Send to

Choose Destination
Health Rep. 2007 May;18(2):33-44.

Marital breakdown and subsequent depression.

Author information

Health Analysis and Measurement Group at Statistics Canada, Ottawa, Ontario, K1A 0T6.



This study examines the relationship between the dissolution of a marital or cohabitating relationship and subsequent depression among Canadians aged 20 to 64.


Data are from the longitudinal component of the National Population Health Survey (1994/1995 through 2004/2005) and include the household population only.


Cross-tabulations were used to examine the association of marital dissolution with change in household income, social support, presence and number of children in the household and employment status over a two-year period. Multiple logistic regression was used to examine associations between marital dissolution and depression over a two-year period among those who had not been depressed two years earlier, while controlling for these changes. To maximize sample size, pooling of repeated observations was used.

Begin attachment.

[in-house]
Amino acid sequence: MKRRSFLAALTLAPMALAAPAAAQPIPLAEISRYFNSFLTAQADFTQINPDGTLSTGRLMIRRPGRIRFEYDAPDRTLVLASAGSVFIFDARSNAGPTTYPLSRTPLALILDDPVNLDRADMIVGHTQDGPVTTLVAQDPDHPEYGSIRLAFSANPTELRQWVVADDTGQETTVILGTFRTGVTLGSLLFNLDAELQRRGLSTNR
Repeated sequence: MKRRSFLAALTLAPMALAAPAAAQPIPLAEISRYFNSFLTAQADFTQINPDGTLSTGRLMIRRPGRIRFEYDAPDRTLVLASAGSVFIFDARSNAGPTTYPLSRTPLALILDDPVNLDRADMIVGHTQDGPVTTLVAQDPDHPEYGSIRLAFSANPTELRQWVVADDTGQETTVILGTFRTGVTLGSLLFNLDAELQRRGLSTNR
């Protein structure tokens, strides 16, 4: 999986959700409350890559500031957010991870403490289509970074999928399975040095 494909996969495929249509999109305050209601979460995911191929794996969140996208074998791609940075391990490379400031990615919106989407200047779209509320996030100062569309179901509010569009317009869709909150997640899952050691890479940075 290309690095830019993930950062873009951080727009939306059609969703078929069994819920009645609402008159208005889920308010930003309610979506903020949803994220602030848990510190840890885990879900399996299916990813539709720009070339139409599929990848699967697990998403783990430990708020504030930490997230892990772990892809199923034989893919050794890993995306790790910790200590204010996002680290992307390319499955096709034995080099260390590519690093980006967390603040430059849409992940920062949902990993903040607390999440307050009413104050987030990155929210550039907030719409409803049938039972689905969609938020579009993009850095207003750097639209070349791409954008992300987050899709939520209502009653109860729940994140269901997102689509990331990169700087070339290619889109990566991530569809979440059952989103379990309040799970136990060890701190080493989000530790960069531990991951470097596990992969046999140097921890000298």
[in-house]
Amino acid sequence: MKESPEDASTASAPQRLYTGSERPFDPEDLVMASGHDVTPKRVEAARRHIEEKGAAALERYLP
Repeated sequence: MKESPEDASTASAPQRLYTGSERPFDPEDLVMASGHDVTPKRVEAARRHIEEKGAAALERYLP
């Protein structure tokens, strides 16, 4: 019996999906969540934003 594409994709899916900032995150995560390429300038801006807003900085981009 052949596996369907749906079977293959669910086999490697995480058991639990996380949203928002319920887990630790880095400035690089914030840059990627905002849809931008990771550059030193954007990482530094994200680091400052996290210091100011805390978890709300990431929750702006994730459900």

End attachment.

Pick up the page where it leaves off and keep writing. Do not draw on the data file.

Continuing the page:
For both sexes, dissolution of a marriage or co-habiting relationship was associated with higher odds of a new episode of depression, compared with those who remained with a spouse over the two-year period. When the influences of possible confounders were considered, the association between a break-up and depression was weakened, but persisted. Marital dissolution was more strongly associated with depression among men than among women.

[Indexed for MEDLINE]
Free full text

Supplemental Content

Full text links

Icon for Statistics Canada-Health Analysis Division
Loading ...
Support Center